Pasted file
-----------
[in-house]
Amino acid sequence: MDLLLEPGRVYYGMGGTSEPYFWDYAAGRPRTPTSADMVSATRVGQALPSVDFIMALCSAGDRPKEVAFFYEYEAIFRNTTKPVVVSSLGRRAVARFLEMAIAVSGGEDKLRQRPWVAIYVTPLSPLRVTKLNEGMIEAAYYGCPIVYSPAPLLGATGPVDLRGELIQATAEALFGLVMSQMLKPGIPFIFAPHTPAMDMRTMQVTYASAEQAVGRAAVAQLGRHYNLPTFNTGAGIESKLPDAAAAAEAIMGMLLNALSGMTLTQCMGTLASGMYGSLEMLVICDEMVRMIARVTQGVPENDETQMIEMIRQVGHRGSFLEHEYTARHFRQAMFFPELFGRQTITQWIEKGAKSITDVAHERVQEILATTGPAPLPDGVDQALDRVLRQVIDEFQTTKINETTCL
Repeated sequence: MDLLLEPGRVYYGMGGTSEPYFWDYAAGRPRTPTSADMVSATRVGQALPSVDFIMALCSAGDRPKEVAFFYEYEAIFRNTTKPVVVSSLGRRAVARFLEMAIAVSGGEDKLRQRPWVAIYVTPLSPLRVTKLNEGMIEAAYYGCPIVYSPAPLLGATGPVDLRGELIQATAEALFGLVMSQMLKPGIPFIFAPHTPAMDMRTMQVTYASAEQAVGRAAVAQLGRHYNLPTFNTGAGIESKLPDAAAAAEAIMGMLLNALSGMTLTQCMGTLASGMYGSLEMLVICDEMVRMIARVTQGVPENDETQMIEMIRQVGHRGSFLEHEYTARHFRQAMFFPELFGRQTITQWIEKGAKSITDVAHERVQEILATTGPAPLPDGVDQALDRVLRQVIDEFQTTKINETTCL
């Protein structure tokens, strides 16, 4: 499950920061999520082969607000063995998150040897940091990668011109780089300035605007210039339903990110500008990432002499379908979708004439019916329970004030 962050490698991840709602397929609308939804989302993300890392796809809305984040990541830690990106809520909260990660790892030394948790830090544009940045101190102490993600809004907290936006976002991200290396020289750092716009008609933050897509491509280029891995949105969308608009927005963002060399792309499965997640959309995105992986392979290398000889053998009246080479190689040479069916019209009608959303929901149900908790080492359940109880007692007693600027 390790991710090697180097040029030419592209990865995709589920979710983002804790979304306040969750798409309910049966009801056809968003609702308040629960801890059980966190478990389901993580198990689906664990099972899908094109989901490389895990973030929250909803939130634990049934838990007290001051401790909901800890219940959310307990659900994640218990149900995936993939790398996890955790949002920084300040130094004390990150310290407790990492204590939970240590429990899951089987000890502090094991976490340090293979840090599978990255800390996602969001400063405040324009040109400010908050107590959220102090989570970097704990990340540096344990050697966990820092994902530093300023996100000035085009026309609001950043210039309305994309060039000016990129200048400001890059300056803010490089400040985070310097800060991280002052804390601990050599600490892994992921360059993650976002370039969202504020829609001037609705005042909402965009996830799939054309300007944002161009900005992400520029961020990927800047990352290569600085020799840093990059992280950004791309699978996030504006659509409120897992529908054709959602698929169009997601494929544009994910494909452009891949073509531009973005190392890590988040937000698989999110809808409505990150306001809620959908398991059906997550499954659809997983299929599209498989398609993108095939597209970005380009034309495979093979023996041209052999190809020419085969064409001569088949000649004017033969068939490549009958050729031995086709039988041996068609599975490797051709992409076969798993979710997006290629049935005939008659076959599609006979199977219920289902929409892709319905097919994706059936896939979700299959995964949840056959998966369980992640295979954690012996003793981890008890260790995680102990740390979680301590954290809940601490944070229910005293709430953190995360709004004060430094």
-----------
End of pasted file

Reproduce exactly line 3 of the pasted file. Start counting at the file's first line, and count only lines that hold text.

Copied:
Repeated sequence: MDLLLEPGRVYYGMGGTSEPYFWDYAAGRPRTPTSADMVSATRVGQALPSVDFIMALCSAGDRPKEVAFFYEYEAIFRNTTKPVVVSSLGRRAVARFLEMAIAVSGGEDKLRQRPWVAIYVTPLSPLRVTKLNEGMIEAAYYGCPIVYSPAPLLGATGPVDLRGELIQATAEALFGLVMSQMLKPGIPFIFAPHTPAMDMRTMQVTYASAEQAVGRAAVAQLGRHYNLPTFNTGAGIESKLPDAAAAAEAIMGMLLNALSGMTLTQCMGTLASGMYGSLEMLVICDEMVRMIARVTQGVPENDETQMIEMIRQVGHRGSFLEHEYTARHFRQAMFFPELFGRQTITQWIEKGAKSITDVAHERVQEILATTGPAPLPDGVDQALDRVLRQVIDEFQTTKINETTCL